Remainer James O’Brien perfectly explains why no one should gloat when Brexit fails

Joshua Zitser
Saturday 28 November 2020 09:08
news

LBC host James O’Brien wants to challenge the perception that all Remainers are desperate for Brexit to fail.

The radio presenter, who has long criticised Brexit, made a passionate monologue on his show about why those who want to stay in the EU will not gloat if the country collapses.

He explained how, at least in his case, there would be no “Schadenfreude” if things go horribly wrong.

In his monologue, O’Brien said: “Let me tell you something about being a prominent Remoaner. We really, really want this to go well.”

He continued: "There will be no Schadenfreude, satisfaction or happiness in seeing our country and our children's futures compromised even more than they already have been.”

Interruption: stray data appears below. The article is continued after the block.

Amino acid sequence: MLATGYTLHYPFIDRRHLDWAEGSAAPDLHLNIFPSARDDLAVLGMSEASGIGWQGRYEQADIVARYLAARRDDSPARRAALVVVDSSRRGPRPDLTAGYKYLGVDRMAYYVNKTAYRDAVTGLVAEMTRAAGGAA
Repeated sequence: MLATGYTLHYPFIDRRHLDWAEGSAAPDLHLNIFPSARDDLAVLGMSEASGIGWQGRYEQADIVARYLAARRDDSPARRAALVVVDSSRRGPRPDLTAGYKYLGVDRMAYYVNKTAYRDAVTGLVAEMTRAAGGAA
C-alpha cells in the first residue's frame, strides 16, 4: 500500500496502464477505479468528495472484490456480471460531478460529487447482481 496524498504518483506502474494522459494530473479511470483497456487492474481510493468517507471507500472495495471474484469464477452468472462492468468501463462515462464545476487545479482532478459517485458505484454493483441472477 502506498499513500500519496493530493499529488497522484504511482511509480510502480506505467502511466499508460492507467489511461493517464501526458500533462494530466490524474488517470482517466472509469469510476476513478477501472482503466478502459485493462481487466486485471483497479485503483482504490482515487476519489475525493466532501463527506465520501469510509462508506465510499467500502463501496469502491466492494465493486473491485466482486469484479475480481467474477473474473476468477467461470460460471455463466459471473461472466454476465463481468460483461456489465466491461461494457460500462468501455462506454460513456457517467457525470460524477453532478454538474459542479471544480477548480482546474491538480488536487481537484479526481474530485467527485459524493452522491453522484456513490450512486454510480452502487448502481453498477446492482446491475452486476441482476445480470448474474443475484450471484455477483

O’Brien did admit that not every Remainer would agree with him. 

Rather graphically, he explained: “There will be people who see it as the equivalent to rubbing an incontinent dog's face in its own excrement to teach it not to poo on the carpet again. I get that.”

To back the point he was making, he gave the example of Nissan’s car plant potentially closing in Sunderland because of Brexit. He argued that if it was to close there would be “no opportunity for gloating” because many people would lose their jobs.

Even if it stays open, he said, there’d equally be no reason to smile. O’Brien said this was because “Brexit has already done untold damage to our economy and our world standing”.

He continued: “It’s going to be nuts the next few months, possibly years.”

The radio host then mentioned the supposed benefits Brexit voters were persuaded with, such as an additional £350m a week for the NHS and an increased ease of frictionless trading.

He reflected on this, saying: 

“What possible good is there in me sitting here and laughing at you or mocking you or criticising you?”

He placed the blame on people who lied, such as the media, rather than on those who believed Brexit misinformation when they voted.

In 2020, it’s rare to hear nuance like this, and we’re here for it.

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